"...Yesterday was 4th July & one of the most quiet days of our
operations on Petersburg ~ hardly any firing on either side..."
Last year on the 4th, I transcribed Philip's letter to Roby that was written just a day or so after the famous battle of Gettysburg which was fought July 2-3, 1863. At that time, he was certain his brother George was either lost, wounded or dead. (Please see that prior post)
Today, on this, our July 4th celebration, I will excerpt his lengthy letter of July 5, 1864 (he did not write her on the 4th):
"Camp 121st NY 3 [or 8?] miles South Petersburg
July 5th 1864
My Dearest Wife
I received yours of the 24th June last night & was glad to hear of your safe arrival home but sorry to hear my boy was unwell but hope he is better now ~ I am glad you had so good a visit & would like to have been with you but I have just returned from one that had done me a good deal of good. Nubern (and Phil Van Horne) & I have been over to the 76th today to see George & we have had a splendid time ~ they lay about 3 miles to our Right & near Petersburg & only a little below where we laid when we were there ~ It only lacks a few days of a year since I saw him...."
A whole year since he last saw his older brother George! The letter goes on to tell about George's command of his small company of 5 and that he is "fat & healthy". Philip brings back treats of molasses syrup, tobacco & dried apples and also photo albums. Then there is talk of pay breakdowns:
"It is rumored in Camp that we are not agoing to get our pay after all this time but are agoing to pay all Generals & Staffs. If that is carried out it is agoing to have a very bad Effect on the Army. The men wont do anything. Even now they keep up a constant cry (no pay no fight) it is demoralizing to the men. We have been 4 months without money ~ if the Government cant pay all ~ they had better not pay any ~ there will not be half the grumbling."
That would most certainly shut things down in the military today...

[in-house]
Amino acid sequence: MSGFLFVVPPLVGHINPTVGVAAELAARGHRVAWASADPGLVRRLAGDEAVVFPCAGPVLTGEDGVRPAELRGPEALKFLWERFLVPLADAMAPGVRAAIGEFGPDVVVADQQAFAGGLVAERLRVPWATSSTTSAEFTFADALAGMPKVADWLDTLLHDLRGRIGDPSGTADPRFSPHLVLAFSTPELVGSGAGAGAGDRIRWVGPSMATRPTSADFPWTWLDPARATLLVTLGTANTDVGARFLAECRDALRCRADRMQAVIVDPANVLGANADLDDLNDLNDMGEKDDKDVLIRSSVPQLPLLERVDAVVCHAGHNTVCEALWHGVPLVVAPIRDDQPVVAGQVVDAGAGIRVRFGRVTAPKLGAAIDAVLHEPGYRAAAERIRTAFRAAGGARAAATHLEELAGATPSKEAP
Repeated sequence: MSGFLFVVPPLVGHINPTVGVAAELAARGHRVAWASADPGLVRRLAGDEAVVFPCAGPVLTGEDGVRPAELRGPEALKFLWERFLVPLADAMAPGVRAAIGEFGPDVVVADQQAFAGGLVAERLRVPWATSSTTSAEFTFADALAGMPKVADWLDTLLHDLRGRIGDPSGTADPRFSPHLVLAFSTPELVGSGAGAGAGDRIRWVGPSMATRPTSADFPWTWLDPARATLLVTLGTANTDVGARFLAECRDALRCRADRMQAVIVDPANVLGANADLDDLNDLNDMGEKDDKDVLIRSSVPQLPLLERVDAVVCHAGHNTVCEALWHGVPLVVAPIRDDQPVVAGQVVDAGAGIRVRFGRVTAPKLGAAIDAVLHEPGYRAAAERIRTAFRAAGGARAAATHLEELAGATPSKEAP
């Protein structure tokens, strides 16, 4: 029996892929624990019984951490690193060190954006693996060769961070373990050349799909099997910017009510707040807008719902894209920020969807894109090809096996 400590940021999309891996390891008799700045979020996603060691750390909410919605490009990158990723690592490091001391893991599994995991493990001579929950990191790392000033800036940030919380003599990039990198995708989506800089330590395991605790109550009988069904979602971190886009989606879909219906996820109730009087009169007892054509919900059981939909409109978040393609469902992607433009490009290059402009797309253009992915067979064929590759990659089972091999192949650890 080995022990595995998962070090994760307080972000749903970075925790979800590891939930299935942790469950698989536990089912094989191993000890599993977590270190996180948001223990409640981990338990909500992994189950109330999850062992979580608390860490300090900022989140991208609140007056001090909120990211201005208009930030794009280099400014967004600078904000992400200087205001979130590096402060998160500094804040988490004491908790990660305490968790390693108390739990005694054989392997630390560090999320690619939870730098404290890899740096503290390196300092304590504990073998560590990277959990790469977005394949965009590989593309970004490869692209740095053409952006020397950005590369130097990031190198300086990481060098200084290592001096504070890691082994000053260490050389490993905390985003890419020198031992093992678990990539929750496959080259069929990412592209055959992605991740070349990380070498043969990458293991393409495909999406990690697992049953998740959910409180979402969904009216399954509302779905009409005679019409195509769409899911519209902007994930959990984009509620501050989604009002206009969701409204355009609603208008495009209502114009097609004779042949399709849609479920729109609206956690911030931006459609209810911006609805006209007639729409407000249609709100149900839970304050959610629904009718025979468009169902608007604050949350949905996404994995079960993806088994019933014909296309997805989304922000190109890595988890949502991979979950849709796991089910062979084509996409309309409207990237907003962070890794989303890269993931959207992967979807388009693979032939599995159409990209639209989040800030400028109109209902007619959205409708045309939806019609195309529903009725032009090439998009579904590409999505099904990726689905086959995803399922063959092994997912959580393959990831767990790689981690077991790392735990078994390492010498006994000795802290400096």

He goes on to describe a trip down on the Petersburg & Welden Railroad to help their Cavalry "out of a scrape". They arrived too late to help them but destroyed a large portion of the railroad. The southern troops quickly rallied and rebuilt that portion with the help of the slaves at that time.
His lengthy letter talks about volunteers from the Sanitary Commission that have helped: "The Sanitary commission gave us some Pickles, Sour Kraut & dried Apples a day or two ago ~ enough for one meal ~ it tasted like home. The Soldiers all say God bless the Sanitary & Christian Commission. They both are doing an immense sight of good and the men appreciate it too. Tell the Ladies that the Soldiers dont allow one of their Teams to remain stuck in the mud long but will help them out quick while a Sutlers or Government Baggage wagon would Rot before they would help them. They relieve more Suffering than the Government ~ They supply all sick tired & suffering ones that the doctors will not help..."
Philip details how hot it is there ("we go with our boots off, sleeves rolled up &c ~ a good many take their pants off & only wear drawers & Shirt." )
And finally, he mentions the 4th of July:
"Yesterday was 4th July & one of the most quiet days of our operations on Petersburg ~ hardly any firing on either side ~ where we are we have no fighting ~ it is only with Burnsides Corps ~ his Negroes will fight & the 18th Corps ~ they are in front of the City where we went today in the 5th Corps ~ our Lines are very close to the Johnnies. It was curious to see them as we passed along ~ we could almost read what was on their Flags & see their dirty faces. We were only a few Rods apart & both looking at one another like fools instead of being at home minding our own business..."
"Looking at one another like fools instead of being at home minding our own business..." That quote resonates with me today for so many reasons.
How many times have we (the collective world I mean) poked our noses into other peoples' business and reaped what we've sown? Thoughts that swirl in my head on this day, the day that we Americans celebrate our freedom. Something we most certainly should cherish and most certainly...not mess with...
OK, I'm off my soapbox.
I'm back to March 1863 in my next post!
Hope to see you then!